How To Pick The Spiciest Jalapeño Peppers At The Store

whole green jalapeno peppers
whole green jalapeno peppers - VI Studio/Shutterstock

With a Scoville rating ranging between 2,500 and 8,000 SHUs (aka Scoville Heat Units), jalapeño peppers offer just the right amount of heat without being too overwhelming for most palates, making them the perfect mild stepping stone to spicier options. However, some jalapeños are much hotter than others, which can make selecting them at your local grocery store a bit of a crapshoot. In this case, you can actually evaluate the appearance of the pepper to get an idea of just how spicy it is.

The presence of white lines and marks typically means that the pepper underwent a more stressful growing experience. This stress may increase the concentration of capsaicin in the jalapeño, which is a chemical that gives hot peppers their bite. Accordingly, selecting a jalapeño with lots of stress marks can leave you desperately seeking tips to cool down your mouth after eating spicy food. It also helps to consider the other factors that can influence jalapeño spiciness, as heat levels can fluctuate quite a bit from pepper to pepper.

Read more: 12 Vegetables And Fruits That Used To Look Very Different

Reasons Why Jalapeño Spice Levels Vary

man eating spicy food
man eating spicy food - Frantic00/Getty Images

How much water a plant receives can impact its outcome, and jalapeños are no exception. In the event that a pepper plant receives an excess of water, it can result in a much milder flavor. In fact, some jalapeño growers intentionally provide too much water to temper the spice of the pepper and make it palatable to a wider range of people. Keep in mind that roasting jalapeños also reduces spice levels, which is a good option for people seeking a milder experience when eating hot peppers.

Additionally, higher temperatures can make for a hotter pepper. This goes back to the stress factor theory, which posits that hot weather and drought can boost capsaicin and cause a jalapeño to land at the higher end of the Scoville scale. Other factors that influence the hotness of a jalapeño are how many seeds the pepper contains, the genetics of the plant, and the size of the jalapeño's placenta, which contains capsaicin-producing glands.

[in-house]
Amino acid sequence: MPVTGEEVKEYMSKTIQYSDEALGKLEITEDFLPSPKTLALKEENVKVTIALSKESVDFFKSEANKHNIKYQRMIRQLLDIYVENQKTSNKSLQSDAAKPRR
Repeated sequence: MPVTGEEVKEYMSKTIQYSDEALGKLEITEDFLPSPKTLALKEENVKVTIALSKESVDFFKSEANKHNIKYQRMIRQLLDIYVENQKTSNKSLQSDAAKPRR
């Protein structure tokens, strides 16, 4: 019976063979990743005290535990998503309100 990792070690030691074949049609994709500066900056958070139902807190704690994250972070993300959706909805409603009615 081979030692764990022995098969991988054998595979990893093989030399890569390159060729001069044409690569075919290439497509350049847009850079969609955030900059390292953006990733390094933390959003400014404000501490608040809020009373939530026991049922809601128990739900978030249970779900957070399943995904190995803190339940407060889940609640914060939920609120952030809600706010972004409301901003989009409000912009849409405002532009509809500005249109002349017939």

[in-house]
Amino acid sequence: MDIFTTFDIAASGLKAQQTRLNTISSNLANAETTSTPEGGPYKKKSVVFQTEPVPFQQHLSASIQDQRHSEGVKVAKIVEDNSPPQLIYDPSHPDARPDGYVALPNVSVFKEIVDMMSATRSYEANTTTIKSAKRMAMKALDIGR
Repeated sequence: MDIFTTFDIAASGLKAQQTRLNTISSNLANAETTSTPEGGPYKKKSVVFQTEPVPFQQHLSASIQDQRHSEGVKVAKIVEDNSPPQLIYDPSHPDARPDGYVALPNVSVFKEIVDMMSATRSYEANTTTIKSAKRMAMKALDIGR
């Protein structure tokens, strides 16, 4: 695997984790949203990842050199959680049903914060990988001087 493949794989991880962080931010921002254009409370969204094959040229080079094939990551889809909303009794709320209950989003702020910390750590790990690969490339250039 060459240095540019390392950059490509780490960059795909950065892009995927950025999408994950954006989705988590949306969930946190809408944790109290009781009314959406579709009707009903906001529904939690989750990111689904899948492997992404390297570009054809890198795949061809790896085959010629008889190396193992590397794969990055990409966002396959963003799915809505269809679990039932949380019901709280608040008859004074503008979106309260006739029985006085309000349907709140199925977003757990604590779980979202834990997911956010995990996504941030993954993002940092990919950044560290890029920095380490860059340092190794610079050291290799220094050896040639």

Are Red Jalapeños Hotter Than Green Ones?

jalapenos on the vine
jalapenos on the vine - Gomezdavid/Getty Images

You've probably seen both red and green versions of jalapeños at your local grocery store. You may have even wondered whether the red version is hotter than its green counterpart. Keep in mind that red jalapeños are the same as green, only they've been allowed to fully ripen. In some cases, the lengthier ripening time can result in a hotter pepper due to the increased capsaicin. You may also detect notes of sweetness with red jalapeños, whereas green jalapeños typically have a grassier flavor.

However, this isn't necessarily a hard and fast role. In many cases, red and green jalapeños offer the same level of spiciness, which means maturation time probably doesn't have as big of an impact as the growing conditions of the pepper. Accordingly, don't be fooled into thinking a red pepper is naturally hotter than a green one if you're seeking something extra spicy to include in a classic jalapeño poppers recipe. And always remember, if you're on the hunt for a spicier jalapeño, grab the ones with white lines.

Read the original article on Daily Meal